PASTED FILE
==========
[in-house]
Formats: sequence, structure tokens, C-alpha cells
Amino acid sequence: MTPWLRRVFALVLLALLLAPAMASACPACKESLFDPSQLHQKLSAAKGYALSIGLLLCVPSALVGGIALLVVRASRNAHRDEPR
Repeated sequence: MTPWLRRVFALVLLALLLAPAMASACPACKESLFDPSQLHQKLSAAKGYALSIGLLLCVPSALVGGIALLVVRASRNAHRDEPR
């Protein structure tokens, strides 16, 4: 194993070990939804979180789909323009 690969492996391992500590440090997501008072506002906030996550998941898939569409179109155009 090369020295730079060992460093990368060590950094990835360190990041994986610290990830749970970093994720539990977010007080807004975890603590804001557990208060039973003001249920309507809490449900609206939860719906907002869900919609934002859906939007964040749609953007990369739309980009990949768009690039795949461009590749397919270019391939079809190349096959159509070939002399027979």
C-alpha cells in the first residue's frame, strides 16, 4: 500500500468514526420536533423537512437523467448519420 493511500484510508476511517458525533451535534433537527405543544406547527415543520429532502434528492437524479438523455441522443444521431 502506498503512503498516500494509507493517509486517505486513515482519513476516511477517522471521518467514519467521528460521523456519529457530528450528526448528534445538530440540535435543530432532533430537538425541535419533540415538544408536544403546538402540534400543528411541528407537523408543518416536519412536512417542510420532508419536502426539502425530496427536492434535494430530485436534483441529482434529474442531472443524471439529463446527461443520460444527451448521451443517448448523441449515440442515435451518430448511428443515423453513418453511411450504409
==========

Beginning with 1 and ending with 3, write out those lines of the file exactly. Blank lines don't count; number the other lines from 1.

[in-house]
Formats: sequence, structure tokens, C-alpha cells
Amino acid sequence: MTPWLRRVFALVLLALLLAPAMASACPACKESLFDPSQLHQKLSAAKGYALSIGLLLCVPSALVGGIALLVVRASRNAHRDEPR